ch44 - 1 Conservation of momentum requires that the gamma...

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1. Conservation of momentum requires that the gamma ray particles move in opposite directions with momenta of the same magnitude. Since the magnitude p of the momentum of a gamma ray particle is related to its energy by p = E / c , the particles have the same energy E . Conservation of energy yields m π c 2 = 2 E , where m π is the mass of a neutral pion. The rest energy of a neutral pion is m π c 2 = 135.0 MeV, according to Table 44-4. Hence, E = (135.0 MeV)/2 = 67.5 MeV. We use the result of Problem 83 of Chapter 38 to obtain the wavelength of the gamma rays: 5 6 1240 eV nm 1.84 10 nm 18.4 fm. 67.5 10 eV λ = = × = ×
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2. We establish a ratio, using Eq. 22-4 and Eq. 14-1: ( )( ) ( )( ) 2 11 2 2 31 2 2 2 gravity 2 2 2 2 9 2 2 19 electric 43 6.67 10 N m C 9.11 10 kg 4 9.0 10 N m C 1.60 10 C 2.4 10 . e e F Gm r Gm F ke r e ε 0 × × π = = = × × = × Since F F gravity electric , << we can neglect the gravitational force acting between particles in a bubble chamber.
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3. Since the density of water is ρ = 1000 kg/m 3 = 1 kg/L, then the total mass of the pool is ρ ν = 4.32 × 10 5 kg, where ν is the given volume. Now, the fraction of that mass made up by the protons is 10/18 (by counting the protons versus total nucleons in a water molecule). Consequently, if we ignore the effects of neutron decay (neutrons can beta decay into protons) in the interest of making an order-of-magnitude calculation, then the number of particles susceptible to decay via this T 1/2 = 10 32 y half-life is N M m p = = × × = × 10 18 10 18 5 27 32 4 32 10 167 10 144 10 pool kg kg . . . . c h Using Eq. 42-20, we obtain R N T = = × ln . ln . / 2 144 10 2 10 1 1 2 32 32 c h y decay y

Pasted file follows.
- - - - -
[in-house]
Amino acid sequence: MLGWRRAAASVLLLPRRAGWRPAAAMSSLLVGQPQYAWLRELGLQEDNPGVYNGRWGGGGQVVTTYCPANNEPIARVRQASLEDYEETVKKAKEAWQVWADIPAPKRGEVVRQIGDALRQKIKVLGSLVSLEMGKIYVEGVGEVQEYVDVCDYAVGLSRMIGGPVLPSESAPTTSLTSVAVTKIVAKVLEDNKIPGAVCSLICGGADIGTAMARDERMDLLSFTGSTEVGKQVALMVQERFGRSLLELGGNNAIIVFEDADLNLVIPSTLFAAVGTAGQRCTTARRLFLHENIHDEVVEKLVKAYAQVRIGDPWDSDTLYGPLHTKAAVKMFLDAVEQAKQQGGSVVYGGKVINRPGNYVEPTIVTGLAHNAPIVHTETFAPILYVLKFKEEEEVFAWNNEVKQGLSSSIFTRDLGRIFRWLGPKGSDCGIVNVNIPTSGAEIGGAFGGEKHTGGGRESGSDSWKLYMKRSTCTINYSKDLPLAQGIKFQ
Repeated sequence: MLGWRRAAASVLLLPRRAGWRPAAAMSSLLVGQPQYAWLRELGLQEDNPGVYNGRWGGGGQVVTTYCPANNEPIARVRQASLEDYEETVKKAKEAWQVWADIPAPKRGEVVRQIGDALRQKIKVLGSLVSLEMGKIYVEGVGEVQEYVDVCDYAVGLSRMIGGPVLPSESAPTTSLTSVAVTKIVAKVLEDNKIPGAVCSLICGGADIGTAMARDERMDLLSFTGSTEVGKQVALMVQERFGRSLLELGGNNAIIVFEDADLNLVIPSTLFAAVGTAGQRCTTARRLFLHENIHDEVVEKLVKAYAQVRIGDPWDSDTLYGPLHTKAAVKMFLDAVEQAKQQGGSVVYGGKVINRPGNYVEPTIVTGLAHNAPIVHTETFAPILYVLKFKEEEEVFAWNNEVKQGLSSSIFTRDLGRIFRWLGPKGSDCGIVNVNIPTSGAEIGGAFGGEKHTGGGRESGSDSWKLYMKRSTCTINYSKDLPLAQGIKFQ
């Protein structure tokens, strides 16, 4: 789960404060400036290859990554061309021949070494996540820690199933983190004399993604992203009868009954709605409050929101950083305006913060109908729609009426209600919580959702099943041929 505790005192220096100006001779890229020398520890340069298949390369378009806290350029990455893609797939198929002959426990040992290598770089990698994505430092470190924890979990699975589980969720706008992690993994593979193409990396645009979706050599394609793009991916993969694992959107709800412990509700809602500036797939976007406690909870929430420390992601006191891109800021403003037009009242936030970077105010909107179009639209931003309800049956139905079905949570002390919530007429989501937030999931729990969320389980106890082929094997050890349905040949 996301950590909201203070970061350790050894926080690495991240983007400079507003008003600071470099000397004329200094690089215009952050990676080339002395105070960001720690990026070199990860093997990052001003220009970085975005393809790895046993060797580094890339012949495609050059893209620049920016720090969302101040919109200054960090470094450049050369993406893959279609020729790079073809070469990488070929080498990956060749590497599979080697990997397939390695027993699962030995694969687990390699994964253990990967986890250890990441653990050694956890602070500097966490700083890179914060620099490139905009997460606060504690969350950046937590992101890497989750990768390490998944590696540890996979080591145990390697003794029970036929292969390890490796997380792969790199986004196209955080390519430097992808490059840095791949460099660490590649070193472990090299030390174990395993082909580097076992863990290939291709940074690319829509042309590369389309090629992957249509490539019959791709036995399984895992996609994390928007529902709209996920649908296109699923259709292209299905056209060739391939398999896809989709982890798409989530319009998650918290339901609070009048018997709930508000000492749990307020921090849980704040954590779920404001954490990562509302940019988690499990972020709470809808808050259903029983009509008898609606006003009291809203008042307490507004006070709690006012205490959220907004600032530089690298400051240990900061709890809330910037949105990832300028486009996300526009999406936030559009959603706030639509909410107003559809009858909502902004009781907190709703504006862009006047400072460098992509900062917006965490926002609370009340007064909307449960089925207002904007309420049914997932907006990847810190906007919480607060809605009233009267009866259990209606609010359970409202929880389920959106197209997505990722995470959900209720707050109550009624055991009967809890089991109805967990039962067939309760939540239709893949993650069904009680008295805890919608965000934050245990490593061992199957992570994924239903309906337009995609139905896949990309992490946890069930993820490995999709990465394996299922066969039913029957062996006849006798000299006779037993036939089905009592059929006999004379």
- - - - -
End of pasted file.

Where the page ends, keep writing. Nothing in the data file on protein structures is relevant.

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4. By charge conservation, it is clear that reversing the sign of the pion means we must reverse the sign of the muon. In effect, we are replacing the charged particles by their antiparticles. Less obvious is the fact that we should now put a “bar” over the neutrino (something we should also have done for some of the reactions and decays discussed in the previous two chapters, except that we had not yet learned about antiparticles). To understand the “bar” we refer the reader to the discussion in §44-4. The decay of the negative pion is π + µ v . A subscript can be added to the antineutrino to clarify what “type” it is, as discussed in §44-4.
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5. From Eq. 37-45, the Lorentz factor would be γ = = × = E mc 2 6 15 10 75000 . . eV 20 eV Solving Eq. 37-8 for the speed, we find γ γ = ¡ = 1 1 1 1 2 2 ( / ) v c v c which implies that the difference between v and c is 2 2 1 1 1 1 1 1 2 c v c c § · § · § · = + ¨ ¸ ¨ ¸ ¨ ¸ ¨ ¸ γ γ © ¹ © ¹ © ¹ " where we use the binomial expansion (see Appendix E) in the last step. Therefore, 2 2 1 1 (299792458m s) 0.0266m s 2.7cm s 2 2(75000) c v c § · § · = = ¨ ¸ ¨ ¸ γ © ¹ © ¹ .
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6. (a) In SI units, K = (2200 MeV)(1.6 × 10 –13 J/MeV) = 3.52 × 10 –10 J.
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